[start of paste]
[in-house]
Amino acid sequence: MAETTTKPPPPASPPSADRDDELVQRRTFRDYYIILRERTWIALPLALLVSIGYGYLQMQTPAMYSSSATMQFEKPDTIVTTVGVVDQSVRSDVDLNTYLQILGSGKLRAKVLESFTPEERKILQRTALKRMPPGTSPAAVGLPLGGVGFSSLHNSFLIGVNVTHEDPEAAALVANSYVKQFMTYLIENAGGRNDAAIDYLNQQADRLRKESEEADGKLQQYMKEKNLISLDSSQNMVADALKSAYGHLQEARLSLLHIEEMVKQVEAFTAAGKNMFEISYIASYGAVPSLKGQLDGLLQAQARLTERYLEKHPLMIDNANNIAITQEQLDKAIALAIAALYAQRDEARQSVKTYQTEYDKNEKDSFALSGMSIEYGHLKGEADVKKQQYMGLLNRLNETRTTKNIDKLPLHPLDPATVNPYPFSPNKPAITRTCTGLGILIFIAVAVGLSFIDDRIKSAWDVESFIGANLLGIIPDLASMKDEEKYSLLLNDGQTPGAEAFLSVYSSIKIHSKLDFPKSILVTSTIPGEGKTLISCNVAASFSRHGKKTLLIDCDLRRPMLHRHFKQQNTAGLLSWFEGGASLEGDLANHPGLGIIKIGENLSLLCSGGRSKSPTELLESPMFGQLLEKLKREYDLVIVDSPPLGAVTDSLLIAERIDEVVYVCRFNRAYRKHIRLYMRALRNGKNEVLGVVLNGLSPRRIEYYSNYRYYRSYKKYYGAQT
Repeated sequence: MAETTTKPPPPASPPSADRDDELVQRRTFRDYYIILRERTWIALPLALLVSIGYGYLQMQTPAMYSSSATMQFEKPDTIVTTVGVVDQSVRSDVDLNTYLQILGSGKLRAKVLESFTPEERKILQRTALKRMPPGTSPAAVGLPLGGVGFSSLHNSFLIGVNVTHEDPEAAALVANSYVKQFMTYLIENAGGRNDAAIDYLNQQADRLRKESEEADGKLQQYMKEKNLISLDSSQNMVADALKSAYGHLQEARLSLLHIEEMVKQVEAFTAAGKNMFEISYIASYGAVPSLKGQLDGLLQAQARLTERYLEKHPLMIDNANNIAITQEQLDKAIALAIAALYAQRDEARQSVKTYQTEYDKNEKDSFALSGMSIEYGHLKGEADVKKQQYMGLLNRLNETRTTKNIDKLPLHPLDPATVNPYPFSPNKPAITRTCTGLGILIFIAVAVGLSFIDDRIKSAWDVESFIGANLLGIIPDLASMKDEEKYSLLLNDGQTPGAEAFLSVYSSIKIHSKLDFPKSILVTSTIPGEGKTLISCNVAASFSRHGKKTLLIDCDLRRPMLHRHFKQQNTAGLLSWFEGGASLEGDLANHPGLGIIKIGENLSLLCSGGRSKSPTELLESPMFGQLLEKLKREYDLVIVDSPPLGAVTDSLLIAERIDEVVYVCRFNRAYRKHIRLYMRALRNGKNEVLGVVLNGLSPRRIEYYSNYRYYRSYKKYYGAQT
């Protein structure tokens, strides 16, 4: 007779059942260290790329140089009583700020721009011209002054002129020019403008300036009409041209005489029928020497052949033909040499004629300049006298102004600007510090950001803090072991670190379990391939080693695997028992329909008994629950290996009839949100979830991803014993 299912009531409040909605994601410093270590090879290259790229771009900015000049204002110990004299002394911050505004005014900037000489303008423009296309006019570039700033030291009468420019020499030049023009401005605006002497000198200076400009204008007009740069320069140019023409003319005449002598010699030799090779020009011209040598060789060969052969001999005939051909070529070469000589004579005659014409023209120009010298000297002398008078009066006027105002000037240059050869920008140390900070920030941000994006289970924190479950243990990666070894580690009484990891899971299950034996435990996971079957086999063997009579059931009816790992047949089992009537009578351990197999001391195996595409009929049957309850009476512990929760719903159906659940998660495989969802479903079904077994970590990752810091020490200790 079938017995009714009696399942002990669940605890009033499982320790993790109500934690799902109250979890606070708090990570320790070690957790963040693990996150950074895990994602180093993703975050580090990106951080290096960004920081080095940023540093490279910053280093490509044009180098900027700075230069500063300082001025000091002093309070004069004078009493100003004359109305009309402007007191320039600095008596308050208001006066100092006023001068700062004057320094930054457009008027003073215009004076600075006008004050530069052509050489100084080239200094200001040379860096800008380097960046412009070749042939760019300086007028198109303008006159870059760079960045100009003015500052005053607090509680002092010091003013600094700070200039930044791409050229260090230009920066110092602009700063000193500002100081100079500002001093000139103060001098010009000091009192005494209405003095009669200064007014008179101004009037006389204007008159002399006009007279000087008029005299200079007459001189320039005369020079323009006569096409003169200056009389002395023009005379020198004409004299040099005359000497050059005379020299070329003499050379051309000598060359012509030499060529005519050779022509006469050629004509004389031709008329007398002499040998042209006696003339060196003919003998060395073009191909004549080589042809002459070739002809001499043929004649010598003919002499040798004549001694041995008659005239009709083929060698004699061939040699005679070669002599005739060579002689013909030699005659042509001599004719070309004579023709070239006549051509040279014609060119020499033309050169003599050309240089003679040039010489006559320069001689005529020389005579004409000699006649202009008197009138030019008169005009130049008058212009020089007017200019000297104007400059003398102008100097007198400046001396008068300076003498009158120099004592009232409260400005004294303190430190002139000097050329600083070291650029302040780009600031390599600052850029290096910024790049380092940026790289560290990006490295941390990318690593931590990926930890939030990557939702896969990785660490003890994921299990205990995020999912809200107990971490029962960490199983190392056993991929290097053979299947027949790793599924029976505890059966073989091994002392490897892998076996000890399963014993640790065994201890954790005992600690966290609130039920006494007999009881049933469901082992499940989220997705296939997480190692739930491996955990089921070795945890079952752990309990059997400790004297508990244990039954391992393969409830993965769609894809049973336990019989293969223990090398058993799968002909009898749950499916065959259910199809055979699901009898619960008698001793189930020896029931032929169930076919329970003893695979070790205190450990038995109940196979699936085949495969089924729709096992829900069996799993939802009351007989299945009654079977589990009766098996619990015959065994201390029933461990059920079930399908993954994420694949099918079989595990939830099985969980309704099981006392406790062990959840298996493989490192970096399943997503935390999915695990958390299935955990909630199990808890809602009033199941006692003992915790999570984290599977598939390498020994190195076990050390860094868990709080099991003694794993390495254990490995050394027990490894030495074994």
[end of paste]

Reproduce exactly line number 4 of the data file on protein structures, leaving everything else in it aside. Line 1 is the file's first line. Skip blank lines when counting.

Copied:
């Protein structure tokens, strides 16, 4: 007779059942260290790329140089009583700020721009011209002054002129020019403008300036009409041209005489029928020497052949033909040499004629300049006298102004600007510090950001803090072991670190379990391939080693695997028992329909008994629950290996009839949100979830991803014993 299912009531409040909605994601410093270590090879290259790229771009900015000049204002110990004299002394911050505004005014900037000489303008423009296309006019570039700033030291009468420019020499030049023009401005605006002497000198200076400009204008007009740069320069140019023409003319005449002598010699030799090779020009011209040598060789060969052969001999005939051909070529070469000589004579005659014409023209120009010298000297002398008078009066006027105002000037240059050869920008140390900070920030941000994006289970924190479950243990990666070894580690009484990891899971299950034996435990996971079957086999063997009579059931009816790992047949089992009537009578351990197999001391195996595409009929049957309850009476512990929760719903159906659940998660495989969802479903079904077994970590990752810091020490200790 079938017995009714009696399942002990669940605890009033499982320790993790109500934690799902109250979890606070708090990570320790070690957790963040693990996150950074895990994602180093993703975050580090990106951080290096960004920081080095940023540093490279910053280093490509044009180098900027700075230069500063300082001025000091002093309070004069004078009493100003004359109305009309402007007191320039600095008596308050208001006066100092006023001068700062004057320094930054457009008027003073215009004076600075006008004050530069052509050489100084080239200094200001040379860096800008380097960046412009070749042939760019300086007028198109303008006159870059760079960045100009003015500052005053607090509680002092010091003013600094700070200039930044791409050229260090230009920066110092602009700063000193500002100081100079500002001093000139103060001098010009000091009192005494209405003095009669200064007014008179101004009037006389204007008159002399006009007279000087008029005299200079007459001189320039005369020079323009006569096409003169200056009389002395023009005379020198004409004299040099005359000497050059005379020299070329003499050379051309000598060359012509030499060529005519050779022509006469050629004509004389031709008329007398002499040998042209006696003339060196003919003998060395073009191909004549080589042809002459070739002809001499043929004649010598003919002499040798004549001694041995008659005239009709083929060698004699061939040699005679070669002599005739060579002689013909030699005659042509001599004719070309004579023709070239006549051509040279014609060119020499033309050169003599050309240089003679040039010489006559320069001689005529020389005579004409000699006649202009008197009138030019008169005009130049008058212009020089007017200019000297104007400059003398102008100097007198400046001396008068300076003498009158120099004592009232409260400005004294303190430190002139000097050329600083070291650029302040780009600031390599600052850029290096910024790049380092940026790289560290990006490295941390990318690593931590990926930890939030990557939702896969990785660490003890994921299990205990995020999912809200107990971490029962960490199983190392056993991929290097053979299947027949790793599924029976505890059966073989091994002392490897892998076996000890399963014993640790065994201890954790005992600690966290609130039920006494007999009881049933469901082992499940989220997705296939997480190692739930491996955990089921070795945890079952752990309990059997400790004297508990244990039954391992393969409830993965769609894809049973336990019989293969223990090398058993799968002909009898749950499916065959259910199809055979699901009898619960008698001793189930020896029931032929169930076919329970003893695979070790205190450990038995109940196979699936085949495969089924729709096992829900069996799993939802009351007989299945009654079977589990009766098996619990015959065994201390029933461990059920079930399908993954994420694949099918079989595990939830099985969980309704099981006392406790062990959840298996493989490192970096399943997503935390999915695990958390299935955990909630199990808890809602009033199941006692003992915790999570984290599977598939390498020994190195076990050390860094868990709080099991003694794993390495254990490995050394027990490894030495074994």